“That’s kind of the foundation for where we need to begin,” he says. “Rule 1.6 applies to conversations we have in public, at the office, in electronic communication, with our data. There are certain levels of protection you can obtain, but then there’s another layer of complexity if you’re dealing with anything that may be covered by HIPAA or HI-TECH, or federal regulations like FERPA, which may have higher standards than what we may think is necessary based on the Rules of Professional Conduct.”
Allison Wood, a former ARDC litigator who’s now principal with Legal Ethics Consulting, P.C., sees two main concerns around confidentiality. “Attorneys must be mindful in taking the requisite steps to ensure the protection of client information when they utilize social media, and when they engage in advancing technologies to deliver legal services,” she says.
“Breaches most often occur when an attorney sends an e-mail communication to the wrong party; when they post client information on social media without the client’s consent; when they leave a laptop unattended and someone steals it or hacks into it; or when office mates leave copies of client documents on the shared copying machine,” Wood adds. “There just needs to be a mindfulness in the way the attorney manages his or her practice. They have to think before they post [and] consider their surroundings when they meet clients, or where they will work on client matters.”Errors of Commission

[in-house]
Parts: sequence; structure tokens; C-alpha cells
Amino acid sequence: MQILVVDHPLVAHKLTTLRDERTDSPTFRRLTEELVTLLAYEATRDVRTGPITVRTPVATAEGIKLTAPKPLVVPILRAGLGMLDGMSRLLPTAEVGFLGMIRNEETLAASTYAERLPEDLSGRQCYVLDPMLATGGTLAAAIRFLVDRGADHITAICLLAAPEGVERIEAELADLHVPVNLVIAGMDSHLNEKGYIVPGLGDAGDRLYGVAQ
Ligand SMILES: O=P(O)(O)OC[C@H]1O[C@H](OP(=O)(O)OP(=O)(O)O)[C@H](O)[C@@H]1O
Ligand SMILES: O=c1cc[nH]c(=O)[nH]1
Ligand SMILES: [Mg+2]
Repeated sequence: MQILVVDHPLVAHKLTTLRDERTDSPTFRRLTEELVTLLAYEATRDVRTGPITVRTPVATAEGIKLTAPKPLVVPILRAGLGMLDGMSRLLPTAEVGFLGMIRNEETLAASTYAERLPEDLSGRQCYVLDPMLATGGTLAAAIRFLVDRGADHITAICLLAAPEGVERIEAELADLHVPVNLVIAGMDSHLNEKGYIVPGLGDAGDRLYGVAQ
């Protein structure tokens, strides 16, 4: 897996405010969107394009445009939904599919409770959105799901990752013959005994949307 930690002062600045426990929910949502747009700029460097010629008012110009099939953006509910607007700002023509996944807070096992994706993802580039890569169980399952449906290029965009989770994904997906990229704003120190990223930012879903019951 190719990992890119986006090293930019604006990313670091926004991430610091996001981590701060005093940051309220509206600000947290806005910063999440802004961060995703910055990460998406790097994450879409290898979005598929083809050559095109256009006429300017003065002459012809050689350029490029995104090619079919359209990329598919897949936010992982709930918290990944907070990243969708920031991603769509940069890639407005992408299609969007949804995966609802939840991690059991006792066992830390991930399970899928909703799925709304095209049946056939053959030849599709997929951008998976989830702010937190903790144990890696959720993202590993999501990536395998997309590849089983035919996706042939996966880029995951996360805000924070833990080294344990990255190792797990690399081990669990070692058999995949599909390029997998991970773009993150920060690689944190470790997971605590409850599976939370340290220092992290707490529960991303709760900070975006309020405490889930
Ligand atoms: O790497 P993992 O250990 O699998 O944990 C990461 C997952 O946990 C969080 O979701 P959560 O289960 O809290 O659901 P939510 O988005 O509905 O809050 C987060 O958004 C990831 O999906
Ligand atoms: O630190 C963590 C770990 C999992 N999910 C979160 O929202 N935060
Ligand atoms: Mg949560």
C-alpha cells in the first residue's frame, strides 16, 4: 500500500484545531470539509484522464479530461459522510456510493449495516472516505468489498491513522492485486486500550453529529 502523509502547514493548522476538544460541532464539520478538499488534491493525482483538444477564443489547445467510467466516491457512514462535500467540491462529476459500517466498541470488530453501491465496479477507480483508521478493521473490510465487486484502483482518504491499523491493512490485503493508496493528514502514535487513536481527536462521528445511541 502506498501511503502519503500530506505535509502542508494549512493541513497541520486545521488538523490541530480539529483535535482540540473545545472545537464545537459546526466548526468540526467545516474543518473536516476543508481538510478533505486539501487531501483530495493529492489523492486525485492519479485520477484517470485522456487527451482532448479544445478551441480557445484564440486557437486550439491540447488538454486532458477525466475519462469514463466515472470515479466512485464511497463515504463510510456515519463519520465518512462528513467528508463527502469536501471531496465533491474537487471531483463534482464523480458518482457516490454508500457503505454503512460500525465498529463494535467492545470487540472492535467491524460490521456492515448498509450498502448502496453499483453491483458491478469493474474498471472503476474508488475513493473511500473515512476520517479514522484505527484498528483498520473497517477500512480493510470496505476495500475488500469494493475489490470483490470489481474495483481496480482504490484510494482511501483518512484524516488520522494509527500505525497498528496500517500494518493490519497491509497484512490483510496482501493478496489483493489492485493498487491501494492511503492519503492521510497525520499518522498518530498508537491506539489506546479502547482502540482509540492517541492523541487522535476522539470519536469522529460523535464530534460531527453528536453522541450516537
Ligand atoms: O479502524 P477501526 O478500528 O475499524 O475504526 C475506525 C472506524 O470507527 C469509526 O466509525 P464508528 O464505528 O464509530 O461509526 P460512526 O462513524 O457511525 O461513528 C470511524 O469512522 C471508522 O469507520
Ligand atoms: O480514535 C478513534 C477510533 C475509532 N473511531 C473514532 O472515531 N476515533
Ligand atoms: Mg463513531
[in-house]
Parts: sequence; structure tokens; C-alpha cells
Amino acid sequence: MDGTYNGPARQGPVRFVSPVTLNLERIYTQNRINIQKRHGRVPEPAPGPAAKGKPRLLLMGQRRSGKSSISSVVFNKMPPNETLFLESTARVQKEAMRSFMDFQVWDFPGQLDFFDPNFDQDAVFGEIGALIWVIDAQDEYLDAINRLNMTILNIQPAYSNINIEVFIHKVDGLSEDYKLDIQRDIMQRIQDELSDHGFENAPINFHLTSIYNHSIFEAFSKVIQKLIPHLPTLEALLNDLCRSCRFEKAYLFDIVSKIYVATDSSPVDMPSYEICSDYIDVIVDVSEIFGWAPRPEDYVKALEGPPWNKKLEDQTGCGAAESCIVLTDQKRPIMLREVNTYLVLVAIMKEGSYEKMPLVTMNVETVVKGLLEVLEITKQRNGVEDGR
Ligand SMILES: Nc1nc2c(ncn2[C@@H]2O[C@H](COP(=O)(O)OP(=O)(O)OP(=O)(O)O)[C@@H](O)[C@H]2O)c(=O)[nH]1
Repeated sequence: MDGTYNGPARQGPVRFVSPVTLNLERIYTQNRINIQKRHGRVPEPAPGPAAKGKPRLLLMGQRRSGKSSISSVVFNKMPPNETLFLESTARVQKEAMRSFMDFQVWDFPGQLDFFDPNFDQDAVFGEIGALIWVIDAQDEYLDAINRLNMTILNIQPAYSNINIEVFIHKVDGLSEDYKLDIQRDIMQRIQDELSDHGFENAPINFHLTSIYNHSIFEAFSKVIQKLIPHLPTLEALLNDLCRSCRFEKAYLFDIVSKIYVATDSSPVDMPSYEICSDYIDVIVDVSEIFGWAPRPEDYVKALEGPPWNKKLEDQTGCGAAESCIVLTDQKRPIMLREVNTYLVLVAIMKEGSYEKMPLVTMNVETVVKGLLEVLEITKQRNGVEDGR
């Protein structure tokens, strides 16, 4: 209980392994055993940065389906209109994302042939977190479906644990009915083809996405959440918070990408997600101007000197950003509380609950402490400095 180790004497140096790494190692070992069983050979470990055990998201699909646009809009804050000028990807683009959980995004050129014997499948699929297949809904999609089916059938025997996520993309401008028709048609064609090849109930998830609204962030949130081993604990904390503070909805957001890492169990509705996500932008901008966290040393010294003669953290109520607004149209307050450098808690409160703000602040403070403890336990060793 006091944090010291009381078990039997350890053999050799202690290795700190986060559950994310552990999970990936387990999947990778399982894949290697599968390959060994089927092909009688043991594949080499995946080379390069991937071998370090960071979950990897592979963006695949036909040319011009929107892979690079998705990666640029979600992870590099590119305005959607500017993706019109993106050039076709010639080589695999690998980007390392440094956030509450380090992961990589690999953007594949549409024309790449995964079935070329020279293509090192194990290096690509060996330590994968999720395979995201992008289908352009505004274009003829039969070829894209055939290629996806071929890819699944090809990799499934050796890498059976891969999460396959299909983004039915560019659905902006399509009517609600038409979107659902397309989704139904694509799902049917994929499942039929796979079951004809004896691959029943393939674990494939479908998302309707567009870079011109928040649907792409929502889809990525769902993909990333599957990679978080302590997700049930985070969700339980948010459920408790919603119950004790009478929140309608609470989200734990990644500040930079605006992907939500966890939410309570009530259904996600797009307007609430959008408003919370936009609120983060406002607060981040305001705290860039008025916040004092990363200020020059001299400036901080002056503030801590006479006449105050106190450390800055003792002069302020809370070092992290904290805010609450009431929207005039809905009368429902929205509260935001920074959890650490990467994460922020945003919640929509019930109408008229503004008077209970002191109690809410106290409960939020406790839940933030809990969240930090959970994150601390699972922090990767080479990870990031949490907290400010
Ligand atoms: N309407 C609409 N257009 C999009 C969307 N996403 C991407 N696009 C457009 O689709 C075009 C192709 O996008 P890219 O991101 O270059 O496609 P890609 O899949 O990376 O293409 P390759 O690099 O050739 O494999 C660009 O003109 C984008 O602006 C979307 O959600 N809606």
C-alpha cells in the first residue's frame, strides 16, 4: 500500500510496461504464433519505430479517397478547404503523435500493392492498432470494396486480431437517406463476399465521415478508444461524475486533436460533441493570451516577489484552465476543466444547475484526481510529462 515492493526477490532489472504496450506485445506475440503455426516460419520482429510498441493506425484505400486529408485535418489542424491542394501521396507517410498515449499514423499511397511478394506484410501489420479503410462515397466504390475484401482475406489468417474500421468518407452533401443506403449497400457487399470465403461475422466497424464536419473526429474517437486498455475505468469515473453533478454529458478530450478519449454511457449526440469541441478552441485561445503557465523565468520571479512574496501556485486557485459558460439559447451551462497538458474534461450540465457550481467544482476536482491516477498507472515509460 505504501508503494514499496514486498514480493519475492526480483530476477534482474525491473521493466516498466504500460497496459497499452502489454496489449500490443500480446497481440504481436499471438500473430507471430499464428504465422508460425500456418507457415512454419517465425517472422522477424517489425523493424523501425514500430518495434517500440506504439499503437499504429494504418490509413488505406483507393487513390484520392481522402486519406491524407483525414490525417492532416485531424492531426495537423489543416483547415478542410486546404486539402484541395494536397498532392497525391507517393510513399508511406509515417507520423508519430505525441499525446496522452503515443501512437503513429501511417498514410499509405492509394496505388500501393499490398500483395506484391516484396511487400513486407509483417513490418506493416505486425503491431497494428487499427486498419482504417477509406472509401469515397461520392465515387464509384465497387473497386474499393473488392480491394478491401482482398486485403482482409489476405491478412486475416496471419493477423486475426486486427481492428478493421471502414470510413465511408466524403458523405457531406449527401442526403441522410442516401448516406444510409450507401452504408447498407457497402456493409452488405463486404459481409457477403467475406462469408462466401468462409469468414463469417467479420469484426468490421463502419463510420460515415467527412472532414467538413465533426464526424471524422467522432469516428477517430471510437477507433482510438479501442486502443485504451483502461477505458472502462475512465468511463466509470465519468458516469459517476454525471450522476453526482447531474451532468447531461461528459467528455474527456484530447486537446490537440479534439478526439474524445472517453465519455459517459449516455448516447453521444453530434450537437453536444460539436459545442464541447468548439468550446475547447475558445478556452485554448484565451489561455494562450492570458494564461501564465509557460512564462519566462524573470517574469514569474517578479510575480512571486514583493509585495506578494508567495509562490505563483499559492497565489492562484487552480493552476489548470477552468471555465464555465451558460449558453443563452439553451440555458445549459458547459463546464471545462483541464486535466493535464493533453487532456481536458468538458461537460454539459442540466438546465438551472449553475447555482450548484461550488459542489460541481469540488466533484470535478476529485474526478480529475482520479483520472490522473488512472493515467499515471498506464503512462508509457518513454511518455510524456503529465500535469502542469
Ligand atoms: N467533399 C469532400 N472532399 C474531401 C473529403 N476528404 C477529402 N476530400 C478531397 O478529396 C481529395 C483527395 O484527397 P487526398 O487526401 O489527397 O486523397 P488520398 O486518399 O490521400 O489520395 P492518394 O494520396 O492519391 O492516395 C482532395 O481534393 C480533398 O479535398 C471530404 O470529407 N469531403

Attorneys don’t adequately monitor their e-mail and social media behavior in part because they don’t understand that electronic communication leaves behind a footprint, Foster says. “I teach my students that e-mail equals ‘electronic eternal evidence,'” she says. “What you do online, there’s a record of it, just as if you were writing a letter to someone or stating it in a court transcript. We’ve become so accustomed to using the Internet and using these [online] tools; we sometimes use them in situations that violate our client confidences.”
In the example involving the bad Avvo review, the client had complained that the services provided in an employment discrimination case had been inadequate. In her response, the attorney “stated that the client had lost his case because he had engaged in a physical altercation with someone, which wasn’t in his initial [Avvo] review,” Foster says.
The ARDC reprimanded the attorney for violating client confidentiality for responding, which “might surprise lawyers, that they can’t respond that way,” she says. While an attorney can certainly mount a defense if sued for malpractice, “they can’t respond in a more informal setting,” even if the information they disclose is accurate.